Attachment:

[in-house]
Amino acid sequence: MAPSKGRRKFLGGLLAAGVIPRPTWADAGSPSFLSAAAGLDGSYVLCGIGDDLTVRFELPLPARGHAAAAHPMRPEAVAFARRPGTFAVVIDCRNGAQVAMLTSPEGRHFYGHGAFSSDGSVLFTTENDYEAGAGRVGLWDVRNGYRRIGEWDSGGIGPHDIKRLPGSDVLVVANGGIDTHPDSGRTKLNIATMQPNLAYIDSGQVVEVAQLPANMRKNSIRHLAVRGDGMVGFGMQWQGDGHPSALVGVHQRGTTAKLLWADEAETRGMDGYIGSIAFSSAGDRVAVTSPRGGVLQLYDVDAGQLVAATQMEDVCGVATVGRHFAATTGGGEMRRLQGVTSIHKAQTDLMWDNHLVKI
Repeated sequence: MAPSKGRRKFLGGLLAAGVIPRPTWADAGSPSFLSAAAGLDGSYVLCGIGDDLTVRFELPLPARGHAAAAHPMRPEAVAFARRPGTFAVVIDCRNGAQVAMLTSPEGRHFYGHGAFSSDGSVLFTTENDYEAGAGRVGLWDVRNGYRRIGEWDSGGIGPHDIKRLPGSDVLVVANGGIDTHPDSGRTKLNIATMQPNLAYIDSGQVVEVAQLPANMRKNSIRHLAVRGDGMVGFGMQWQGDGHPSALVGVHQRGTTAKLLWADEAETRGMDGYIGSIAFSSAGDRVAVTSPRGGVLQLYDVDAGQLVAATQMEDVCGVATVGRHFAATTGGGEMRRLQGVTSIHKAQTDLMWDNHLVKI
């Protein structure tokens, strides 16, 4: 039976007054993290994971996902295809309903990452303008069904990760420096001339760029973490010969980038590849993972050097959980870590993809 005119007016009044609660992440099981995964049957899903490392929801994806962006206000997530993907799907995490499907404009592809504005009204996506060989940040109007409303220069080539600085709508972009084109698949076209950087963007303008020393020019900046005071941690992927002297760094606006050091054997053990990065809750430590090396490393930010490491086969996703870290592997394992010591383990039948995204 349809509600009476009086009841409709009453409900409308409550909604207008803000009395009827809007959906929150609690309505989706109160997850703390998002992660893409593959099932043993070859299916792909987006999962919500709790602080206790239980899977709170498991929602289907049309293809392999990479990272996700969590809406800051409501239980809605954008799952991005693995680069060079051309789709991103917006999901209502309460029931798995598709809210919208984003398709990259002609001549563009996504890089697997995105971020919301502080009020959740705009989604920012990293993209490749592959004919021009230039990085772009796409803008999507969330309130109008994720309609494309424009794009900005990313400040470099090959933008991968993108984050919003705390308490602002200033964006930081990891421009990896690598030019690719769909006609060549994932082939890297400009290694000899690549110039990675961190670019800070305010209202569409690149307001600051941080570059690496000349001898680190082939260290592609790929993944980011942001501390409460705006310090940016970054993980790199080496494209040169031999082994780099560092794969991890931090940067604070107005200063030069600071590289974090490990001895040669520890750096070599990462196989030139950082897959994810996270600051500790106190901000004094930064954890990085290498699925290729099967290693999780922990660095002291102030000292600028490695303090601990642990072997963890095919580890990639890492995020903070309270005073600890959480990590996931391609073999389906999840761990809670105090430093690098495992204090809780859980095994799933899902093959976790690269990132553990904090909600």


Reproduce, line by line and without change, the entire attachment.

[in-house]
Amino acid sequence: MAPSKGRRKFLGGLLAAGVIPRPTWADAGSPSFLSAAAGLDGSYVLCGIGDDLTVRFELPLPARGHAAAAHPMRPEAVAFARRPGTFAVVIDCRNGAQVAMLTSPEGRHFYGHGAFSSDGSVLFTTENDYEAGAGRVGLWDVRNGYRRIGEWDSGGIGPHDIKRLPGSDVLVVANGGIDTHPDSGRTKLNIATMQPNLAYIDSGQVVEVAQLPANMRKNSIRHLAVRGDGMVGFGMQWQGDGHPSALVGVHQRGTTAKLLWADEAETRGMDGYIGSIAFSSAGDRVAVTSPRGGVLQLYDVDAGQLVAATQMEDVCGVATVGRHFAATTGGGEMRRLQGVTSIHKAQTDLMWDNHLVKI
Repeated sequence: MAPSKGRRKFLGGLLAAGVIPRPTWADAGSPSFLSAAAGLDGSYVLCGIGDDLTVRFELPLPARGHAAAAHPMRPEAVAFARRPGTFAVVIDCRNGAQVAMLTSPEGRHFYGHGAFSSDGSVLFTTENDYEAGAGRVGLWDVRNGYRRIGEWDSGGIGPHDIKRLPGSDVLVVANGGIDTHPDSGRTKLNIATMQPNLAYIDSGQVVEVAQLPANMRKNSIRHLAVRGDGMVGFGMQWQGDGHPSALVGVHQRGTTAKLLWADEAETRGMDGYIGSIAFSSAGDRVAVTSPRGGVLQLYDVDAGQLVAATQMEDVCGVATVGRHFAATTGGGEMRRLQGVTSIHKAQTDLMWDNHLVKI
């Protein structure tokens, strides 16, 4: 039976007054993290994971996902295809309903990452303008069904990760420096001339760029973490010969980038590849993972050097959980870590993809 005119007016009044609660992440099981995964049957899903490392929801994806962006206000997530993907799907995490499907404009592809504005009204996506060989940040109007409303220069080539600085709508972009084109698949076209950087963007303008020393020019900046005071941690992927002297760094606006050091054997053990990065809750430590090396490393930010490491086969996703870290592997394992010591383990039948995204 349809509600009476009086009841409709009453409900409308409550909604207008803000009395009827809007959906929150609690309505989706109160997850703390998002992660893409593959099932043993070859299916792909987006999962919500709790602080206790239980899977709170498991929602289907049309293809392999990479990272996700969590809406800051409501239980809605954008799952991005693995680069060079051309789709991103917006999901209502309460029931798995598709809210919208984003398709990259002609001549563009996504890089697997995105971020919301502080009020959740705009989604920012990293993209490749592959004919021009230039990085772009796409803008999507969330309130109008994720309609494309424009794009900005990313400040470099090959933008991968993108984050919003705390308490602002200033964006930081990891421009990896690598030019690719769909006609060549994932082939890297400009290694000899690549110039990675961190670019800070305010209202569409690149307001600051941080570059690496000349001898680190082939260290592609790929993944980011942001501390409460705006310090940016970054993980790199080496494209040169031999082994780099560092794969991890931090940067604070107005200063030069600071590289974090490990001895040669520890750096070599990462196989030139950082897959994810996270600051500790106190901000004094930064954890990085290498699925290729099967290693999780922990660095002291102030000292600028490695303090601990642990072997963890095919580890990639890492995020903070309270005073600890959480990590996931391609073999389906999840761990809670105090430093690098495992204090809780859980095994799933899902093959976790690269990132553990904090909600």